The Prime Minister must make good on his promise to scrap the registry. The Liberal approach has proved to be an overzealous and ineffective strategy for fighting urban crime. Allan Rock's bill was predominantly targeted at reassuring his urban base that city streets and campuses would be safe again. When the registry was first introduced, vocal opponents were dismissed as gun nuts, while the Liberals took the moral high ground in a misguided bid to reduce urban crime and violence against women.

I'm not the only feminist who identifies with the Annie Oakley demographic. I wrote a feature about gun control for the Western Standard in 2004, and my subjects, educated female hunters, loathed the registry. This bloated $2-billion policy proved to be a knee-jerk response to a deeper social problem – why wasn't all of this money allocated to stem the flow of illegal handguns across the Canada-U.S. border?

This complex issue is at the heart of the urban-rural split in Canada. I'm living proof that it's possible to be a New Yorker reader and a long-gun registry debunker.

What changed my mind about such a hot-button issue? Living side by side with Prairie farmers has been an invaluable lesson in tolerance. While urbanites fear the sound of gunshots on their streets, the sound of gunfire is as commonplace in the country as the roar of Cherry Bomb headers on an F-150.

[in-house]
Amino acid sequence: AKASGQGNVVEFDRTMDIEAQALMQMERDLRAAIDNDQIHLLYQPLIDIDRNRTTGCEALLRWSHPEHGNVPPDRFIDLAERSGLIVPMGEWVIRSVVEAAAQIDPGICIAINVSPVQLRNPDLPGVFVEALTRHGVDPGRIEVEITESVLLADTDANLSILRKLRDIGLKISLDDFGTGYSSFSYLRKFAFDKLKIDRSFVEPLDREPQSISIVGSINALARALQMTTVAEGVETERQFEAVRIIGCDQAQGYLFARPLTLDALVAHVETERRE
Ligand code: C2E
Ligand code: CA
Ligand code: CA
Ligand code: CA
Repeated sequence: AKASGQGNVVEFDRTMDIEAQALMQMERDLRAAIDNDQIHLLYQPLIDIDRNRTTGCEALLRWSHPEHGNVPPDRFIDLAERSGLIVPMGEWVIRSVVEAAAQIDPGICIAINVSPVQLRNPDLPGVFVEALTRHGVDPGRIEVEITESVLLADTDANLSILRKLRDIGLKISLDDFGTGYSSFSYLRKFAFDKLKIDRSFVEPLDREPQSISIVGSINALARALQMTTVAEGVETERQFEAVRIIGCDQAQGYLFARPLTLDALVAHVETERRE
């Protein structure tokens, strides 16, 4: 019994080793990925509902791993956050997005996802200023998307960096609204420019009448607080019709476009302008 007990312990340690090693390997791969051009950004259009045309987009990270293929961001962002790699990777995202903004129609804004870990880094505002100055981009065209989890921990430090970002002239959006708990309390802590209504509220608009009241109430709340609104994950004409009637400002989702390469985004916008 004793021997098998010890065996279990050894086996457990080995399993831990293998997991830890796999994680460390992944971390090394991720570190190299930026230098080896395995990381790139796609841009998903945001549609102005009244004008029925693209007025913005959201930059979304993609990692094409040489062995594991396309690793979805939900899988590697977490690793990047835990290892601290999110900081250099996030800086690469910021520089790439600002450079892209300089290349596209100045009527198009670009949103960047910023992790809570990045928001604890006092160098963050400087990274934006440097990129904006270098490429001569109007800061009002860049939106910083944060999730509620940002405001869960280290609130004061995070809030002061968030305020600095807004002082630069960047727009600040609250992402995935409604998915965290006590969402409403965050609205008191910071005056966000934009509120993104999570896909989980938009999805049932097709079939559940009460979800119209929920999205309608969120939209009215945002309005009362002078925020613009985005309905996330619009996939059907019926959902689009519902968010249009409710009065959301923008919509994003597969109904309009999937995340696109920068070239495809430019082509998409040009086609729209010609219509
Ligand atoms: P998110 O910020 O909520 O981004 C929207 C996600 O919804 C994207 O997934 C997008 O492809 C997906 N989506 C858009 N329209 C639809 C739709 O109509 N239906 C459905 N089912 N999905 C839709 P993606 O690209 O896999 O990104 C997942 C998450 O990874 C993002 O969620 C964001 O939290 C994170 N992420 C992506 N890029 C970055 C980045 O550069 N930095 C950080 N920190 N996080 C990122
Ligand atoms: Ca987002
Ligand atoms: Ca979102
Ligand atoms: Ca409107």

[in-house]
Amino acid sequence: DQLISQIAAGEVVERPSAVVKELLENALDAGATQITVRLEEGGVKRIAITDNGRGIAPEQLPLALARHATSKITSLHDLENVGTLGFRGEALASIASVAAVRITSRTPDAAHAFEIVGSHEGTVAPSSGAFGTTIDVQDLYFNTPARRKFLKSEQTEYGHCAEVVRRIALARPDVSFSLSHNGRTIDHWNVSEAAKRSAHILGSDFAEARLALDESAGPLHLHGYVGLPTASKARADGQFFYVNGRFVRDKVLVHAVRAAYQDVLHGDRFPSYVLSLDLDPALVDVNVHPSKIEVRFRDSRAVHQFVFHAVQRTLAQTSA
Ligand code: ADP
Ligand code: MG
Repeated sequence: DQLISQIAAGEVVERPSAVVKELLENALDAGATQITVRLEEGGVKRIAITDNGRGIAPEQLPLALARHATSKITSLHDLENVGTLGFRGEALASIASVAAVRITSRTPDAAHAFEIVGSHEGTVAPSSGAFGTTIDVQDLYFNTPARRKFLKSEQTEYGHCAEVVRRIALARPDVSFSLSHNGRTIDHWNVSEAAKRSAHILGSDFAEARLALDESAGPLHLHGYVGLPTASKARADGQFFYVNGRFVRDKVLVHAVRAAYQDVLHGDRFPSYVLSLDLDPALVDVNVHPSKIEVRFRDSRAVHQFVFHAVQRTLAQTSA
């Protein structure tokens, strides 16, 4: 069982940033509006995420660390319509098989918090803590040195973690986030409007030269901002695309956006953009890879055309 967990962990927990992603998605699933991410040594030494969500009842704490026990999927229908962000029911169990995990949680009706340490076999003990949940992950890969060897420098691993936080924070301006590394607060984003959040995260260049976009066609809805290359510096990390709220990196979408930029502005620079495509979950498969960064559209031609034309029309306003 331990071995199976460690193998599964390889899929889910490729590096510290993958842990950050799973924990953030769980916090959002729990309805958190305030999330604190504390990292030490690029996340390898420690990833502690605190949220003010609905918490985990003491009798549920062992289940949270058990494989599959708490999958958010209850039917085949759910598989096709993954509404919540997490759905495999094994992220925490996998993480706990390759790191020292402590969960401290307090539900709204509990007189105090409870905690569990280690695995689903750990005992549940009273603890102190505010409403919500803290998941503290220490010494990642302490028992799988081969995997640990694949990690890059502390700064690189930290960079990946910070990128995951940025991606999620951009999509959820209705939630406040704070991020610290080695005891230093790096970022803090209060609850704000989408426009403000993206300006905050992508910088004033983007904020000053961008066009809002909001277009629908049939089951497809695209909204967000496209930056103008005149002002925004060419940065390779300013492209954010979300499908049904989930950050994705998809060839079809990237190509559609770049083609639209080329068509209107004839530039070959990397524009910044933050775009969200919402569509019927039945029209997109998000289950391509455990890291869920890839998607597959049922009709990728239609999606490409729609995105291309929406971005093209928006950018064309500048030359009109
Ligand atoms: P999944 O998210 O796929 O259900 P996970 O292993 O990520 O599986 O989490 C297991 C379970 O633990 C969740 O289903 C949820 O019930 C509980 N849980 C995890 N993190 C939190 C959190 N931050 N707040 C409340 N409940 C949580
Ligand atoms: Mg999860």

Rural long-gun owners are responsible, respectable citizens, not criminals who need to be tracked and tagged. They use guns for pest control on their farms. They hunt deer and elk to fill the freezer just as urbanites stock up at Costco. For farmers, it's a much harsher, frontier way of life.
And this is why it is crucial for the gun-owner demographic to not decline to the point where they have no voice in the political process, which has happened in the UK. "Normalization" of gun ownership is a requirement to maintaining that voice. People must see gun owners as "responsible, respectabl citizens, not criminals who need to be tracked and tagged," and for that to happen they must be SEEN. When less than one-half of one percent of a population legally owns a firearm, that can't happen.
Camo-clad hunters aren't holding up 7-Elevens. These wealthy American sportsmen are the mainstay of Saskatchewan's tourism economy.

The Daily Show mocks Sarah Palin for her hunting expeditions, but she's right in step with the rural lifestyle. Self-sufficiency is the key to survival: Chop wood, carry water, grow your own food, hunt for protein, shingle a roof. In the country, a gun is another tool, like a reciprocating saw – not a weapon. Next, paranoid urbanites will demand that farmers “register” their eight-pound chopping mauls.
She even gets in a pro-Sarah shot! I'm shocked!
Common sense dictates that tracking hunters and farmers is not the answer. Why not target rejected engineering students, angry loners, frustrated WCB claimants or military personnel with post-traumatic stress disorder?
Because that would be profiling!
My own private citizen's bill would propose a BlackBerry registry for urban nano-nerds who drive and text. They're far more dangerous than that gun-toting Elmer Fudd of the Back Forty.
And she concludes with a shot at the Fudds! (Though I doubt she's familiary with the term from a gunnie's perspective.

When self-professed Leftist Feminists (but I repeat myself) oppose the registry, it's toast, sooner or later.